Candidates face tougher scrutiny for UN's top post

The selection of the secretary-general will be made by the five permanent members of the Security Council, who will send that person's name to the 193-member General Assembly for approval.
The selection of the secretary-general will be made by the five permanent members of the Security Council, who will send that person's name to the 193-member General Assembly for approval.PHOTO: AGENCE FRANCE-PRESSE

They have to post resumes and face open hearings, in move towards greater transparency

UNITED NATIONS • For the first time in the history of the United Nations, those vying for the post of secretary-general have to post their resumes, subject themselves to open hearings and declare publicly why they want this plum - and thankless - job.

Four of the eight men and women seeking the post this year are former presidents or prime ministers. Half are women, reflecting a push by civil rights groups for the organisation to be led by a woman for the first time in its 70 years. Four are from countries that were once part of Yugoslavia, and two now serve as chiefs of UN agencies, making it incumbent on them to show that they are not exploiting agency resources to run their campaigns.

In the end, the selection will be made by the five permanent members of the Security Council, who will send that person's name to the 193-member General Assembly for approval. As in the past, the deliberations are likely to be shaped more by diplomatic jockeying between Moscow and Washington than what the candidates say or do in public hearings that start next week.

The Russian ambassador, Mr Vitaly Churkin, made this clear to diplomats who asked him about the new pressure for transparency. All of this only sharpens the fundamental dilemma for the next secretary-general: Will she or he be more of a secretary or a general, and how much of each role will the world powers tolerate?

Critics say that the secretary-general has become far too beholden to the wishes of the world's most powerful countries, so much so that it has become customary for the most senior positions in the secretary-general's office to be divided among permanent members of the Security Council.

  • IN THE RUNNING

  • IRINA BOKOVA (BULGARIA):
    Ms Bokova, 63, is the first female director-general of Unesco.

  • HELEN CLARK (NEW ZEALAND):
    Ms Clark, 66, was the first female prime minister of New Zealand.

  • NATALIA GHERMAN (MOLDOVA):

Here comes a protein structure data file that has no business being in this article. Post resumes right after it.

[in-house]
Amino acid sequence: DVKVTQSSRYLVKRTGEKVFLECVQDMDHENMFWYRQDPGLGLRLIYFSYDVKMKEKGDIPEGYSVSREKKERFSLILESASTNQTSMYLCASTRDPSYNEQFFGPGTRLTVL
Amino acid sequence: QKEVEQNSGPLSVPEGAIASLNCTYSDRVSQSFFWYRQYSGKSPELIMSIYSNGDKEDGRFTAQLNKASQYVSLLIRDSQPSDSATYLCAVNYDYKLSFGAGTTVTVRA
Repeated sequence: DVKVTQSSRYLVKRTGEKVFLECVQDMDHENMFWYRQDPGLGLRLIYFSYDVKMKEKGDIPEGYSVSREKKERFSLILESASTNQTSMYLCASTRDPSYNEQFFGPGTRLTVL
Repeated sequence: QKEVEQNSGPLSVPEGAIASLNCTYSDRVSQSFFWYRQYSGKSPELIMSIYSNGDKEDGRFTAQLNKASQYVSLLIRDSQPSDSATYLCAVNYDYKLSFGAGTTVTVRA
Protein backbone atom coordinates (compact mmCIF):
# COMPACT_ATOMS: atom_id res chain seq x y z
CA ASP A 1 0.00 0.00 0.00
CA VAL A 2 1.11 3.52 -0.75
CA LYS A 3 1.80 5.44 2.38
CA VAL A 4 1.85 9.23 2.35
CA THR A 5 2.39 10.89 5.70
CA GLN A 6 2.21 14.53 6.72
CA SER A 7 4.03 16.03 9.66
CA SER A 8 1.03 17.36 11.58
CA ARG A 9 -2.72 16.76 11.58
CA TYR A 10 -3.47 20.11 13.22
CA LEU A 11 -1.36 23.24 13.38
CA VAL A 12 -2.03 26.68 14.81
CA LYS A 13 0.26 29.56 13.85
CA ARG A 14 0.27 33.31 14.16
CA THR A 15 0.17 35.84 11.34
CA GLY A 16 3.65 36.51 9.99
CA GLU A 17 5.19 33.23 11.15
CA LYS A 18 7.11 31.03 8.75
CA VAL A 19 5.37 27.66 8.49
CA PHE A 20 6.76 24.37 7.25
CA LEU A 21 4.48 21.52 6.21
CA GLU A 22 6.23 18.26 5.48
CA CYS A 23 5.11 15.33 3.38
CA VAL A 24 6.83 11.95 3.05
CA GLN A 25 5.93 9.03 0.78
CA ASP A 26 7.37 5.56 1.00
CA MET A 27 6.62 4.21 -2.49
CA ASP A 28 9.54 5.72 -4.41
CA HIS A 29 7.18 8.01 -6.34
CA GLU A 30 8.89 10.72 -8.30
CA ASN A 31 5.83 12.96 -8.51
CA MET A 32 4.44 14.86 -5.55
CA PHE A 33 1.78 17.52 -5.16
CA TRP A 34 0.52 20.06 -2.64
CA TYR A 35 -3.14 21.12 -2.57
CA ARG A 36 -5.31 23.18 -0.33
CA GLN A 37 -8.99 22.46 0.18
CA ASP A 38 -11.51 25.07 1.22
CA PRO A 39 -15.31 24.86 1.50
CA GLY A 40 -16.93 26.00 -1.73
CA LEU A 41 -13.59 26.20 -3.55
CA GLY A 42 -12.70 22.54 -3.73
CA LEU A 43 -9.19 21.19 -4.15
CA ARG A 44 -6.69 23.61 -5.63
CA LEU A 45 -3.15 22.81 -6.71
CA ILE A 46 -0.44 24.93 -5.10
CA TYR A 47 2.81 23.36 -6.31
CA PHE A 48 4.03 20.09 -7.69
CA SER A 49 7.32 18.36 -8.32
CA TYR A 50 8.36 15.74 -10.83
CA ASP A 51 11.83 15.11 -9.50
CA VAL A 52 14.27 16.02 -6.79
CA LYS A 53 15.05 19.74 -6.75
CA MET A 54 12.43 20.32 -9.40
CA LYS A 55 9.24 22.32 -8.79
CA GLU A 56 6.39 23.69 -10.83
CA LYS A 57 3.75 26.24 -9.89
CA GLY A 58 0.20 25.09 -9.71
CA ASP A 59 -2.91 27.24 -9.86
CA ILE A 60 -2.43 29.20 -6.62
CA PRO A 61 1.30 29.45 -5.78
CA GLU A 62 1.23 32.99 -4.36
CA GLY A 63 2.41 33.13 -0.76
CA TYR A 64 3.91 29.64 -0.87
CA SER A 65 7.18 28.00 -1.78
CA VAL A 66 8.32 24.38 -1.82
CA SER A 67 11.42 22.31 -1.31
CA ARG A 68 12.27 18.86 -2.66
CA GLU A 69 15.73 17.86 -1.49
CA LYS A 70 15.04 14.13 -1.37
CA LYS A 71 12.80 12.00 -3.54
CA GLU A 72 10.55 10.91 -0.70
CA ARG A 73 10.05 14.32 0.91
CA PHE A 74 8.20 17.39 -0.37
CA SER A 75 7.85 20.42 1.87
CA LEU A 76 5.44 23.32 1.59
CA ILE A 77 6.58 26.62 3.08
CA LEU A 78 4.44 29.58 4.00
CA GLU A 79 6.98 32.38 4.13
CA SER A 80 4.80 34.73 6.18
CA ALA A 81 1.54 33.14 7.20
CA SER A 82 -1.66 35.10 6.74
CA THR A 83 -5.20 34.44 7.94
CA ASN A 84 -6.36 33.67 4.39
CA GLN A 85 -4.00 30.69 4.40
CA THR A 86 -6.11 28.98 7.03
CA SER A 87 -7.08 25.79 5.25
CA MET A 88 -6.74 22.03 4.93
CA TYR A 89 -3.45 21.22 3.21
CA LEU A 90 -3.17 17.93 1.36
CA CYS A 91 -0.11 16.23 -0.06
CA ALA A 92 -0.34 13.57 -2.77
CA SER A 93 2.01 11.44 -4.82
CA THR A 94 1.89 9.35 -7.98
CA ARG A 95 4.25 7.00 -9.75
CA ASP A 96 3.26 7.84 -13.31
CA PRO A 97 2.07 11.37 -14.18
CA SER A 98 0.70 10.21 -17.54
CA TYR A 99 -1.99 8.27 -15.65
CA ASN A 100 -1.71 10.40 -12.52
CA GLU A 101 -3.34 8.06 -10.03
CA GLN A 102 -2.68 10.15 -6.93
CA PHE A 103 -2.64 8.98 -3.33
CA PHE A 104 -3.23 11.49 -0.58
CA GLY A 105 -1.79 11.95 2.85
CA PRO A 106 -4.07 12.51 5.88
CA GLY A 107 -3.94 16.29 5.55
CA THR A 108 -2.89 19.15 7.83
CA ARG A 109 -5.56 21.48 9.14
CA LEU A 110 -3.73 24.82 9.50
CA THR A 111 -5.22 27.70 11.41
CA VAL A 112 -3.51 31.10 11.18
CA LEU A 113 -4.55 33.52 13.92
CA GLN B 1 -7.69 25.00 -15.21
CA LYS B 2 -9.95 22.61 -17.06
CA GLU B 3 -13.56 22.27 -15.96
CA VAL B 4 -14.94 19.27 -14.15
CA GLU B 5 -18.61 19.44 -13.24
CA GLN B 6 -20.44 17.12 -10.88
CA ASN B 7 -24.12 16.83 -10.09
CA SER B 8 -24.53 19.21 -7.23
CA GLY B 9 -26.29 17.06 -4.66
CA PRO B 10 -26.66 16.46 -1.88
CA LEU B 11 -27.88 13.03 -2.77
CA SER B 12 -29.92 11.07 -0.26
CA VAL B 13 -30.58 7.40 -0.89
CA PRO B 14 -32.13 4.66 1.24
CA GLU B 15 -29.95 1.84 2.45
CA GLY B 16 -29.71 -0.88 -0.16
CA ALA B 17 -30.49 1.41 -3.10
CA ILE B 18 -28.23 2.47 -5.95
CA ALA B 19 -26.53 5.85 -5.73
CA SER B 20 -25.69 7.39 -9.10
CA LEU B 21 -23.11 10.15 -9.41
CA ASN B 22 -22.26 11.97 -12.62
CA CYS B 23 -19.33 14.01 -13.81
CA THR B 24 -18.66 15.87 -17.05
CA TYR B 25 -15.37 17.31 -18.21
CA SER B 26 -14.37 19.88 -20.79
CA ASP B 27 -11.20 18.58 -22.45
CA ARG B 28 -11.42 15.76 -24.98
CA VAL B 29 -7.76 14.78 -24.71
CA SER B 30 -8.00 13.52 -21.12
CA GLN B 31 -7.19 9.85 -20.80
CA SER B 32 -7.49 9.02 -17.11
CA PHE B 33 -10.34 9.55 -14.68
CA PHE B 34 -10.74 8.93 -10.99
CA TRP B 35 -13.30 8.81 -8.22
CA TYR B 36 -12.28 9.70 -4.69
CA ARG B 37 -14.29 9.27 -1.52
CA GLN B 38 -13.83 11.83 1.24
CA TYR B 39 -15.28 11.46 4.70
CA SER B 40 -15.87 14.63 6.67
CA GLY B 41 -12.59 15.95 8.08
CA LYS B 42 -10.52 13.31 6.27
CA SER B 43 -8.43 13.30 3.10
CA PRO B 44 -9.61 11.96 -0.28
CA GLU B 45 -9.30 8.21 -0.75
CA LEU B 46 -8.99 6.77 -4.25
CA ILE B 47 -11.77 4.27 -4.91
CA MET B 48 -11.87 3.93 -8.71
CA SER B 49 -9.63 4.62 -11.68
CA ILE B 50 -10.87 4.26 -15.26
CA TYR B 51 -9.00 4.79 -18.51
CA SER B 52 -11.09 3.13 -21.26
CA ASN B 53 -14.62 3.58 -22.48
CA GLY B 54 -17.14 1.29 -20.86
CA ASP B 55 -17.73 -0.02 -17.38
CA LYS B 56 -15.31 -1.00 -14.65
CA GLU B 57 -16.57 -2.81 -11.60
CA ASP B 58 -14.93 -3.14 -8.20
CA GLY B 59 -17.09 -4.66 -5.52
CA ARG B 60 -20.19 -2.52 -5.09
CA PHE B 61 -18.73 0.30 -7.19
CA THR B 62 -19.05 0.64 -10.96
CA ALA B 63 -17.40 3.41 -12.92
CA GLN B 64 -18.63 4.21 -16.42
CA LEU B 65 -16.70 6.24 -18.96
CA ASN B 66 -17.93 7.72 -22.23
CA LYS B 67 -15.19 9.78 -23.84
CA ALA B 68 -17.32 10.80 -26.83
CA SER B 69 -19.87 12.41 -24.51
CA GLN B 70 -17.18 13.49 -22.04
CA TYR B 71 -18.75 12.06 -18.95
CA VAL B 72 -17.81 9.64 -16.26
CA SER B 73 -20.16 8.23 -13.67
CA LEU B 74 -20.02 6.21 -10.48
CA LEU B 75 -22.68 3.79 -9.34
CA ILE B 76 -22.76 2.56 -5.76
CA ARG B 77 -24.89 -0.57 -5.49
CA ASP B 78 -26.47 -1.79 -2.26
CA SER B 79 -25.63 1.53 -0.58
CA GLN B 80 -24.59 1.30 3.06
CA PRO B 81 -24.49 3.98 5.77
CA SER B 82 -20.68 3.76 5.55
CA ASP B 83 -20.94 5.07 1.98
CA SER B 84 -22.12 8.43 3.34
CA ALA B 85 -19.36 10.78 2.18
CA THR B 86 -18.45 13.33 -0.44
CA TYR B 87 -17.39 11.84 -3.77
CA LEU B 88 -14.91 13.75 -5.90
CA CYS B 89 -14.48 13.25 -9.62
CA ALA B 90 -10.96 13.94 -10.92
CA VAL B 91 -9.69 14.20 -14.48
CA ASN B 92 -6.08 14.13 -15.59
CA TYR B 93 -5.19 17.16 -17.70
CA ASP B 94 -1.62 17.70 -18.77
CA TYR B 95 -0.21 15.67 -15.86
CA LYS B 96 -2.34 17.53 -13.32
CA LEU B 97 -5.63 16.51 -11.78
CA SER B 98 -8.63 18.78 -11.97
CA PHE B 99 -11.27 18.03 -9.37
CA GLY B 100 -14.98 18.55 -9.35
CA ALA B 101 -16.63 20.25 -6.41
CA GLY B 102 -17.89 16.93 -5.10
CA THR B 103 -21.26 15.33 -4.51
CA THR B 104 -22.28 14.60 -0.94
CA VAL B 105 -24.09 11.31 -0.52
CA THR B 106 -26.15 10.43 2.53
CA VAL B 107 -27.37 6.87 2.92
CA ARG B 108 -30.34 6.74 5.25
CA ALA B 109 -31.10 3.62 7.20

Ms Gherman, 47, is a former deputy prime minister and foreign minister of Moldova.

  • ANTONIO GUTERRES (PORTUGAL): Mr Guterres, 66, is a former prime minister of Portugal and the UN High Commissioner for Refugees from 2005 to 2015.

  • SRGJAN KERIM (MACEDONIA): Mr Kerim, 67, is a former foreign minister of Macedonia.

  • IGOR LUKSIC (MONTENEGRO): Mr Luksic, 39, was the prime minister of Montenegro and is now its foreign minister.

  • VESNA PUSIC (CROATIA): Ms Pusic, 63, is Deputy Speaker of Croatia's Parliament and served as foreign minister from 2011 till January this year.

  •  

    DANILO TURK (SLOVENIA): Mr Turk, 64, was president of Slovenia from 2007 to 2012.

The last four peacekeeping department chiefs have been French, the last three humanitarian chiefs have been British, and the United States has commandeered the top job for political affairs for nearly a decade.

As if to underscore the sensitivity of these appointments, Ms Helen Clark, a former prime minister of New Zealand, who declared her candidacy on Monday evening, demurred.

"The last thing I'm going to do is pronounce on appointments now," she said with nervous laughter, adding in an interview that she had been "fair" in the appointments she made as head of the UN Development Programme.

Mr Danilo Turk, a former president of Slovenia, emphasised his own impartiality, saying in an e-mail that he would make appointments based on "efficiency, competence and integrity", not what countries the candidates came from.

Ms Vesna Pusic, a former foreign minister of Croatia, described herself as a leader who could bring people together and said the protocol could not be changed overnight.

The two other prominent contenders - Mr Antonio Guterres, a former prime minister of Portugal and, until last year, head of the UN refugee agency, and Ms Irina Bokova, a Bulgarian diplomat who heads Unesco - did not respond to e-mail messages sent to their offices.

The three other candidates, all relatively unknown, are former Moldovan foreign minister Natalia Gherman; former Macedonian foreign minister Srgjan Kerim; and Montenegro Foreign Minister and former prime minister Igor Luksic.

More names could be floated in the coming months, including a second Bulgarian: Ms Kristalina Georgieva, a former World Bank official who is now a vice-president of the European Union.

Then there is Dr Angela Merkel, the German Chancellor. Her name has been circulating for months, though in recent weeks diplomats have said the prospects are slim.

For the head of state of such a powerful country to lead the United Nations would be highly unusual, tipping the scale that Mr Ban's successor would be more like a general than a secretary.

NEW YORK TIMES

A version of this article appeared in the print edition of The Straits Times on April 06, 2016, with the headline 'Candidates face tougher scrutiny for UN's top post'. Print Edition | Subscribe